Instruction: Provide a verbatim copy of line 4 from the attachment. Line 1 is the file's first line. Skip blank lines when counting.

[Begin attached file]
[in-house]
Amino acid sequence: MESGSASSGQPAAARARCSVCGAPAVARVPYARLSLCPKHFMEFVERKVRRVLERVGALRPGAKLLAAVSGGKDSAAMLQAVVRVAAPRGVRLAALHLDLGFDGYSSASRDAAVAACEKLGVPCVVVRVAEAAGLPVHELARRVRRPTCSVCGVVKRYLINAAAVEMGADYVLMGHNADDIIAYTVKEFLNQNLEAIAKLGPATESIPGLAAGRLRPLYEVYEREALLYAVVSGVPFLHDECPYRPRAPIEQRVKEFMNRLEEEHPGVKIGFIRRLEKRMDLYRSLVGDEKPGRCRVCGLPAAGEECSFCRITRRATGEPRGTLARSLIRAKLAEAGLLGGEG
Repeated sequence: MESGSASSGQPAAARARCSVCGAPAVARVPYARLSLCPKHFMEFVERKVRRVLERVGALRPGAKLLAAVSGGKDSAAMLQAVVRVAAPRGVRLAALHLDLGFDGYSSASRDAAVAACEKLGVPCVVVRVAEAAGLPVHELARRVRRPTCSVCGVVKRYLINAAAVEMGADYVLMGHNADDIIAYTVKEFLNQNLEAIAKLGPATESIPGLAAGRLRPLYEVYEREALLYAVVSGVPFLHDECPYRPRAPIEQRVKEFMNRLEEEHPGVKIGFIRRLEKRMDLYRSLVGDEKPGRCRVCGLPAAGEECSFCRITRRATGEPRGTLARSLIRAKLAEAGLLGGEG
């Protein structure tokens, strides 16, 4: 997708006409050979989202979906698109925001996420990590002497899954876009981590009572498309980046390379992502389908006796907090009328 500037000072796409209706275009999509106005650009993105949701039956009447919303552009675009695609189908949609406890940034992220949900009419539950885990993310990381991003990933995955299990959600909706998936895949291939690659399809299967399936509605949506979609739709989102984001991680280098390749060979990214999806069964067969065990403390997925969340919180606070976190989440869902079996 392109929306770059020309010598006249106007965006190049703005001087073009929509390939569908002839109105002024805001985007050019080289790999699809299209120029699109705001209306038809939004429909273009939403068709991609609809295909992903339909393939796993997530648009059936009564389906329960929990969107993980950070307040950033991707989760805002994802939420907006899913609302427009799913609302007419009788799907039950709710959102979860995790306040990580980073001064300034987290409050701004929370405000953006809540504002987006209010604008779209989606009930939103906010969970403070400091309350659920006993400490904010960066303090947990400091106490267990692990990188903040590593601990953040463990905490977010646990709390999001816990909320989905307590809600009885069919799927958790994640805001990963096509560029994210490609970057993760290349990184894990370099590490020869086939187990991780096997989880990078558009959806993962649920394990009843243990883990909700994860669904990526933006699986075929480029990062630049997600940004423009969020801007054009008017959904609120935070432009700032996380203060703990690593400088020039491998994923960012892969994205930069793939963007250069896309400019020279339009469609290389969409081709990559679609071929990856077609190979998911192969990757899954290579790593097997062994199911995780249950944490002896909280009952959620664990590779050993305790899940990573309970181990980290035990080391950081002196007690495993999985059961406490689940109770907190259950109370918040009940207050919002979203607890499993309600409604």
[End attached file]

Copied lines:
């Protein structure tokens, strides 16, 4: 997708006409050979989202979906698109925001996420990590002497899954876009981590009572498309980046390379992502389908006796907090009328 500037000072796409209706275009999509106005650009993105949701039956009447919303552009675009695609189908949609406890940034992220949900009419539950885990993310990381991003990933995955299990959600909706998936895949291939690659399809299967399936509605949506979609739709989102984001991680280098390749060979990214999806069964067969065990403390997925969340919180606070976190989440869902079996 392109929306770059020309010598006249106007965006190049703005001087073009929509390939569908002839109105002024805001985007050019080289790999699809299209120029699109705001209306038809939004429909273009939403068709991609609809295909992903339909393939796993997530648009059936009564389906329960929990969107993980950070307040950033991707989760805002994802939420907006899913609302427009799913609302007419009788799907039950709710959102979860995790306040990580980073001064300034987290409050701004929370405000953006809540504002987006209010604008779209989606009930939103906010969970403070400091309350659920006993400490904010960066303090947990400091106490267990692990990188903040590593601990953040463990905490977010646990709390999001816990909320989905307590809600009885069919799927958790994640805001990963096509560029994210490609970057993760290349990184894990370099590490020869086939187990991780096997989880990078558009959806993962649920394990009843243990883990909700994860669904990526933006699986075929480029990062630049997600940004423009969020801007054009008017959904609120935070432009700032996380203060703990690593400088020039491998994923960012892969994205930069793939963007250069896309400019020279339009469609290389969409081709990559679609071929990856077609190979998911192969990757899954290579790593097997062994199911995780249950944490002896909280009952959620664990590779050993305790899940990573309970181990980290035990080391950081002196007690495993999985059961406490689940109770907190259950109370918040009940207050919002979203607890499993309600409604």